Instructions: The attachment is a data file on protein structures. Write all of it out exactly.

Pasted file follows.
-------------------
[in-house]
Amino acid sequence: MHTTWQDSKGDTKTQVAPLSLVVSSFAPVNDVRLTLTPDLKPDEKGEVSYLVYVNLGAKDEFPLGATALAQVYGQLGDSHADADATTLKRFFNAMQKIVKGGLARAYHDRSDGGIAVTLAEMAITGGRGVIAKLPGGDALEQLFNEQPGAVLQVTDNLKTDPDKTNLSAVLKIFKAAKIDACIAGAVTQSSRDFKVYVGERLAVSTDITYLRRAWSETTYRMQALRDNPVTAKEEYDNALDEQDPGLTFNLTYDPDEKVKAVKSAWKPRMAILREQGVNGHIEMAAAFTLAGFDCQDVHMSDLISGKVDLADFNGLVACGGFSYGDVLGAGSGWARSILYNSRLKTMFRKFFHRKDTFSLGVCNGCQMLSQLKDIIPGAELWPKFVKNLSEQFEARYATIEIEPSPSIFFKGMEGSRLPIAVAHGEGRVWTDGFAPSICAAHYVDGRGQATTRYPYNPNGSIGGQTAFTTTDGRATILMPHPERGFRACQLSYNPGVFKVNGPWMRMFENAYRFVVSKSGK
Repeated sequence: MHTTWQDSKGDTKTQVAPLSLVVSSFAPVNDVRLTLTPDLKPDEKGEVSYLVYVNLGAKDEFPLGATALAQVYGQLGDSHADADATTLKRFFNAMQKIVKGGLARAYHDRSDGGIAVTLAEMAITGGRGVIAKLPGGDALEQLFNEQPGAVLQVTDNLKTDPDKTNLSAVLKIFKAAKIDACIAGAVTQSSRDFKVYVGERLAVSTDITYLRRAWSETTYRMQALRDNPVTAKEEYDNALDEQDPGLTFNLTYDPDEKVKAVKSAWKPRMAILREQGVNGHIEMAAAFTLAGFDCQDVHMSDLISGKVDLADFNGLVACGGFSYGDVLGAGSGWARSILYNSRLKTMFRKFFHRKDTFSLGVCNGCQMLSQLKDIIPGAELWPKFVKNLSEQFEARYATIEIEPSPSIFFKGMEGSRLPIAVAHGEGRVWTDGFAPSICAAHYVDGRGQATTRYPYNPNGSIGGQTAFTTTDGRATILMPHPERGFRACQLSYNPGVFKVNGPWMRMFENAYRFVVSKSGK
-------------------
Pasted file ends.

[in-house]
Amino acid sequence: MHTTWQDSKGDTKTQVAPLSLVVSSFAPVNDVRLTLTPDLKPDEKGEVSYLVYVNLGAKDEFPLGATALAQVYGQLGDSHADADATTLKRFFNAMQKIVKGGLARAYHDRSDGGIAVTLAEMAITGGRGVIAKLPGGDALEQLFNEQPGAVLQVTDNLKTDPDKTNLSAVLKIFKAAKIDACIAGAVTQSSRDFKVYVGERLAVSTDITYLRRAWSETTYRMQALRDNPVTAKEEYDNALDEQDPGLTFNLTYDPDEKVKAVKSAWKPRMAILREQGVNGHIEMAAAFTLAGFDCQDVHMSDLISGKVDLADFNGLVACGGFSYGDVLGAGSGWARSILYNSRLKTMFRKFFHRKDTFSLGVCNGCQMLSQLKDIIPGAELWPKFVKNLSEQFEARYATIEIEPSPSIFFKGMEGSRLPIAVAHGEGRVWTDGFAPSICAAHYVDGRGQATTRYPYNPNGSIGGQTAFTTTDGRATILMPHPERGFRACQLSYNPGVFKVNGPWMRMFENAYRFVVSKSGK
Repeated sequence: MHTTWQDSKGDTKTQVAPLSLVVSSFAPVNDVRLTLTPDLKPDEKGEVSYLVYVNLGAKDEFPLGATALAQVYGQLGDSHADADATTLKRFFNAMQKIVKGGLARAYHDRSDGGIAVTLAEMAITGGRGVIAKLPGGDALEQLFNEQPGAVLQVTDNLKTDPDKTNLSAVLKIFKAAKIDACIAGAVTQSSRDFKVYVGERLAVSTDITYLRRAWSETTYRMQALRDNPVTAKEEYDNALDEQDPGLTFNLTYDPDEKVKAVKSAWKPRMAILREQGVNGHIEMAAAFTLAGFDCQDVHMSDLISGKVDLADFNGLVACGGFSYGDVLGAGSGWARSILYNSRLKTMFRKFFHRKDTFSLGVCNGCQMLSQLKDIIPGAELWPKFVKNLSEQFEARYATIEIEPSPSIFFKGMEGSRLPIAVAHGEGRVWTDGFAPSICAAHYVDGRGQATTRYPYNPNGSIGGQTAFTTTDGRATILMPHPERGFRACQLSYNPGVFKVNGPWMRMFENAYRFVVSKSGK